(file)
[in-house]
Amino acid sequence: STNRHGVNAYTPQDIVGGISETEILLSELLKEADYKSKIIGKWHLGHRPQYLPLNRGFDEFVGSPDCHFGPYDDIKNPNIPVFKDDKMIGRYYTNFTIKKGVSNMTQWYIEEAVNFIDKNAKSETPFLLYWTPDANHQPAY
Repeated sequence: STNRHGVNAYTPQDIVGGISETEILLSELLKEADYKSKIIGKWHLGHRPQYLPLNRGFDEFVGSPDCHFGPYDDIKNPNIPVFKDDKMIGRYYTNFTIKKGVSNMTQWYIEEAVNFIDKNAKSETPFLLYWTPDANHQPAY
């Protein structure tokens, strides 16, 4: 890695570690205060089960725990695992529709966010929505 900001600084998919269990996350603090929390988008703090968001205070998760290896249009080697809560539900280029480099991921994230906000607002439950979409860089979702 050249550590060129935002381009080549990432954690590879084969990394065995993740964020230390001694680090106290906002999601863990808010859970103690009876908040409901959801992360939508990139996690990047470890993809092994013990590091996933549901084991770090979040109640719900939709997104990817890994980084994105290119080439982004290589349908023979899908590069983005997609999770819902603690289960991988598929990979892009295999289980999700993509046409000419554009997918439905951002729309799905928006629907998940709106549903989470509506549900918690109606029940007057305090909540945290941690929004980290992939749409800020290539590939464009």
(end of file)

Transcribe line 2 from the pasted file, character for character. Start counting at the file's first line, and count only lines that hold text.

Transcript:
Amino acid sequence: STNRHGVNAYTPQDIVGGISETEILLSELLKEADYKSKIIGKWHLGHRPQYLPLNRGFDEFVGSPDCHFGPYDDIKNPNIPVFKDDKMIGRYYTNFTIKKGVSNMTQWYIEEAVNFIDKNAKSETPFLLYWTPDANHQPAY